Friday, May 13, 2016

Catching Up, Hamilton, Stuff

So the thing about being a mom to a kid on the autism spectrum (or, who are we kidding: a mom/parent, generally) is that sometimes you do not have time to do the fun things like blog about the Constitution...

Friday, February 13, 2015

Are You a democrat?

"The spirit of the Parliament Act, and the purpose of that Act, were to secure the intimate, effective and continuous influence of the will of the people upon the conduct and progress of their affairs. That was the purpose—not the will of the governors or the governesses of the people, but the will of the people... 
The right hon. Gentleman spoke about Parliament, about the rights of Parliament, which I shall certainly not fail to defend. But it is not Parliament that should rule; it is the people who should rule through Parliament. That is the mistake he made, an important omission... 
All this idea of a handful of men getting hold of the State machine, having the right to make the people do what suits their party and personal interests or doctrines, is completely contrary to every conception of surviving Western democracy. Some reverence for the laws ourselves have made, Some patient force to change them when we will. We accept in the fullest sense of the word the settled and persistent will of the people. All this idea of a group of super men and super-planners, such as we see before us, 'playing the angel,' as the French call it, and making the masses of the people do what they think is good for them, without any check or correction, is a violation of democracy. Many forms of Government have been tried, and will be tried in this world of sin and woe. No one pretends that democracy is perfect or all-wise. Indeed, it has been said that democracy is the worst form of Government except all those other forms that have been tried from time to time; but there is the broad feeling in our country that the people should rule, continuously rule, and that public opinion, expressed by all constitutional means, should shape, guide, and control the actions of Ministers who are their servants and not their masters." - Winston Churchill

Saturday, December 27, 2014

Monday, November 3, 2014

I Declare War on Not Declaring War

The structure of our constitution is what has made it work so well.  I believe we are due for some structural work on our constitution, but in one area we just need a refresher course on what's in the Constitution and why.  War is one of the areas where the Constitution is doing just fine.  The problem is that we aren't following the Constitution.  

We have evolved from a clear form of conflict: war, as declared by Congress and executed by the President... to an executive-driven, slippery-sloping set of never-ending "police actions," conflicts, and coalition engagements.  The end result has been that our nation views the decision to go to war as an executive decision, and there are many, many reasons why the Framers did not want that to happen.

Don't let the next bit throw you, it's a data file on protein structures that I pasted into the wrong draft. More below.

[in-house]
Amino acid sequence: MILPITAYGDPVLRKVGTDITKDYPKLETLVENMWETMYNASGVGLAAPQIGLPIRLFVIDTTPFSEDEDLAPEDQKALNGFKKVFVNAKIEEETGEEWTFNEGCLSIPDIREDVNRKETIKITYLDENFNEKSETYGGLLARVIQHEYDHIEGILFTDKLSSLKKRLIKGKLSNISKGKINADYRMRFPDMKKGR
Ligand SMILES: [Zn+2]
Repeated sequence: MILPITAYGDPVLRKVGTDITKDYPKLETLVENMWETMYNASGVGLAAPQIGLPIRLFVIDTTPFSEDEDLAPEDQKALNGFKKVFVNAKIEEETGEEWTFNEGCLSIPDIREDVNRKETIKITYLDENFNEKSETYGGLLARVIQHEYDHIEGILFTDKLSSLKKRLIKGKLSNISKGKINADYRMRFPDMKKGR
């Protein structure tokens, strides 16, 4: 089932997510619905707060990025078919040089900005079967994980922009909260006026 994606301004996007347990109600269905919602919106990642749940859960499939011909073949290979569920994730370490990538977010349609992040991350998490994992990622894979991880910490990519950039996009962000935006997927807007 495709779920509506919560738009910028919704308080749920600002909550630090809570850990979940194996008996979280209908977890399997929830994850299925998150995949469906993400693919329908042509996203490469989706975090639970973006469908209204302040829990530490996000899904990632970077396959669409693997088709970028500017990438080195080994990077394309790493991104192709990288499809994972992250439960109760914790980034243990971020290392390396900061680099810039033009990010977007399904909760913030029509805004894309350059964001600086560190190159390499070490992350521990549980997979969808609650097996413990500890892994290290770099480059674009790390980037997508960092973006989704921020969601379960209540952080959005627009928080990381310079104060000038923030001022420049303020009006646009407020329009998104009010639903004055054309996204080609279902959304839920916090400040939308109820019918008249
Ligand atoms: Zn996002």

The Framers were right about giving the power to declare war to Congress.  And Congress needs to take back that power.

One of the frequent arguments in favor of our current, executive-driven form of international action is that the Framers lived in a world in which time was experienced very differently than we experience it today.

The Battle of New Orleans

Example: The battle for which Andrew Jackson is best known - The Battle of New Orleans in the War of 1812 - happened 2 weeks after his side had already won the war, but word hadn't gotten to Jackson yet.

And that's the type of time the Constitutional Convention was thinking about when it gave the power to declare war to Congress.

Decisions today can be made with communications links between the situation room and the field, directly.  That speed and alacrity with which a Commander-in-Chief can now respond to outside threats is important, but it's not what a declaration of war is about.  And that's not what the slide towards greater executive authority, particularly in the realm of foreign policy, is about.

Monday, October 6, 2014

Partisanship Is the Problem

Washington, warning against parties in his Farewell Address.

I'm a partisan, and it's an election year so I'm mentally inclined to be uber-partisan this year - but I can still see that partisanship over patriotism is the one of the biggest problems with America today.

Tuesday, July 8, 2014

2026 Book Club

This post series is here to talk about some of the books I'm reading as I think about the project and study up more on the original framers' ideas, how our government has worked over time, and suggestions people have for changing our government.

Right now, I'm reading:

Saturday, July 5, 2014

Who Can Vote?

Voting Good.

I respect the Founding Fathers, and I love the leap they took for humanity when they created America.  But when they wrote things like "All Men Are Created Equal," they weren't talking about me.

Monday, June 30, 2014

A Premise

The Constitution was not the first guiding document for the United States of America.

In 1787, the system was broken.

The shape of the Articles of Confederation (our first attempt at a federal government structure) meant a federal government hobbled and utterly incapable of responding to problems.  (More about this in a later post.)